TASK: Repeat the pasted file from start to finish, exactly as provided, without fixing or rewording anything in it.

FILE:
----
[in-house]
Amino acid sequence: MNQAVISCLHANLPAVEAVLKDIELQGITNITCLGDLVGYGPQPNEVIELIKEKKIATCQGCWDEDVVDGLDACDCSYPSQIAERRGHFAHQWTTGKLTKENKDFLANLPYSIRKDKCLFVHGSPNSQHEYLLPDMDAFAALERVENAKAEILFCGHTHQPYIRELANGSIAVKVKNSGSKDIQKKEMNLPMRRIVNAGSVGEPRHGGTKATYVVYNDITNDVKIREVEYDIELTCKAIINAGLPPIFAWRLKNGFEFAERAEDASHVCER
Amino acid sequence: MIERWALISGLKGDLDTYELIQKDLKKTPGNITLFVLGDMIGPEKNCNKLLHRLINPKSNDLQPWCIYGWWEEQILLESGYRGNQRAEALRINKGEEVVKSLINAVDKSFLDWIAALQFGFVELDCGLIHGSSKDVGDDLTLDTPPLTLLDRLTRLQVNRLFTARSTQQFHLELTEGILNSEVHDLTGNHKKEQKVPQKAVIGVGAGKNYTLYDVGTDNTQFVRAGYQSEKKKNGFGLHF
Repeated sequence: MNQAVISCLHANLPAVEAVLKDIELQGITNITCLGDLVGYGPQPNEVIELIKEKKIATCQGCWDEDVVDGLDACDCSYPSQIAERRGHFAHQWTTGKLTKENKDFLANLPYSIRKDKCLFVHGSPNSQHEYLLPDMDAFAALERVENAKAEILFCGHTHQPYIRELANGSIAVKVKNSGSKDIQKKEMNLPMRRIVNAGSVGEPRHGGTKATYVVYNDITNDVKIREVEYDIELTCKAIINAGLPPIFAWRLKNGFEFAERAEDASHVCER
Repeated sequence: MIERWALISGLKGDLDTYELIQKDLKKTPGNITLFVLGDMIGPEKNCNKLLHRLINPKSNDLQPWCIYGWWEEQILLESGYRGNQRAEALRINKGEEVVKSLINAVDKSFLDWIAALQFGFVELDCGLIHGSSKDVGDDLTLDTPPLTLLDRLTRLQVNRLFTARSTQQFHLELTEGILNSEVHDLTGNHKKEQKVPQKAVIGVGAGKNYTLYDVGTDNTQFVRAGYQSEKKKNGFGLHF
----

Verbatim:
[in-house]
Amino acid sequence: MNQAVISCLHANLPAVEAVLKDIELQGITNITCLGDLVGYGPQPNEVIELIKEKKIATCQGCWDEDVVDGLDACDCSYPSQIAERRGHFAHQWTTGKLTKENKDFLANLPYSIRKDKCLFVHGSPNSQHEYLLPDMDAFAALERVENAKAEILFCGHTHQPYIRELANGSIAVKVKNSGSKDIQKKEMNLPMRRIVNAGSVGEPRHGGTKATYVVYNDITNDVKIREVEYDIELTCKAIINAGLPPIFAWRLKNGFEFAERAEDASHVCER
Amino acid sequence: MIERWALISGLKGDLDTYELIQKDLKKTPGNITLFVLGDMIGPEKNCNKLLHRLINPKSNDLQPWCIYGWWEEQILLESGYRGNQRAEALRINKGEEVVKSLINAVDKSFLDWIAALQFGFVELDCGLIHGSSKDVGDDLTLDTPPLTLLDRLTRLQVNRLFTARSTQQFHLELTEGILNSEVHDLTGNHKKEQKVPQKAVIGVGAGKNYTLYDVGTDNTQFVRAGYQSEKKKNGFGLHF
Repeated sequence: MNQAVISCLHANLPAVEAVLKDIELQGITNITCLGDLVGYGPQPNEVIELIKEKKIATCQGCWDEDVVDGLDACDCSYPSQIAERRGHFAHQWTTGKLTKENKDFLANLPYSIRKDKCLFVHGSPNSQHEYLLPDMDAFAALERVENAKAEILFCGHTHQPYIRELANGSIAVKVKNSGSKDIQKKEMNLPMRRIVNAGSVGEPRHGGTKATYVVYNDITNDVKIREVEYDIELTCKAIINAGLPPIFAWRLKNGFEFAERAEDASHVCER
Repeated sequence: MIERWALISGLKGDLDTYELIQKDLKKTPGNITLFVLGDMIGPEKNCNKLLHRLINPKSNDLQPWCIYGWWEEQILLESGYRGNQRAEALRINKGEEVVKSLINAVDKSFLDWIAALQFGFVELDCGLIHGSSKDVGDDLTLDTPPLTLLDRLTRLQVNRLFTARSTQQFHLELTEGILNSEVHDLTGNHKKEQKVPQKAVIGVGAGKNYTLYDVGTDNTQFVRAGYQSEKKKNGFGLHF